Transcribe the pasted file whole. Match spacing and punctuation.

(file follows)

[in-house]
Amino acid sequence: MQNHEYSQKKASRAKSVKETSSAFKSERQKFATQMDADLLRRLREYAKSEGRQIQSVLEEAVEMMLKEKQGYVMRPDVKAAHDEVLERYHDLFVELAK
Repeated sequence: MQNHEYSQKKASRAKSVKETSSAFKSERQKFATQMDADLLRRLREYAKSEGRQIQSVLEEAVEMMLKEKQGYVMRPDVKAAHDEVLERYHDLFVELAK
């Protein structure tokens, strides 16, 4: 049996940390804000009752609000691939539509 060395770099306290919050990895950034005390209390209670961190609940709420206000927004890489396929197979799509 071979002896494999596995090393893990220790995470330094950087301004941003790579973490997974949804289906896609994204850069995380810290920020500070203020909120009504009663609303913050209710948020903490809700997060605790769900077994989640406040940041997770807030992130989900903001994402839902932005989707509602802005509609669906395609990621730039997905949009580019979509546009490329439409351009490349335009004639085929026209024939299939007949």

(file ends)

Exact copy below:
[in-house]
Amino acid sequence: MQNHEYSQKKASRAKSVKETSSAFKSERQKFATQMDADLLRRLREYAKSEGRQIQSVLEEAVEMMLKEKQGYVMRPDVKAAHDEVLERYHDLFVELAK
Repeated sequence: MQNHEYSQKKASRAKSVKETSSAFKSERQKFATQMDADLLRRLREYAKSEGRQIQSVLEEAVEMMLKEKQGYVMRPDVKAAHDEVLERYHDLFVELAK
């Protein structure tokens, strides 16, 4: 049996940390804000009752609000691939539509 060395770099306290919050990895950034005390209390209670961190609940709420206000927004890489396929197979799509 071979002896494999596995090393893990220790995470330094950087301004941003790579973490997974949804289906896609994204850069995380810290920020500070203020909120009504009663609303913050209710948020903490809700997060605790769900077994989640406040940041997770807030992130989900903001994402839902932005989707509602802005509609669906395609990621730039997905949009580019979509546009490329439409351009490349335009004639085929026209024939299939007949």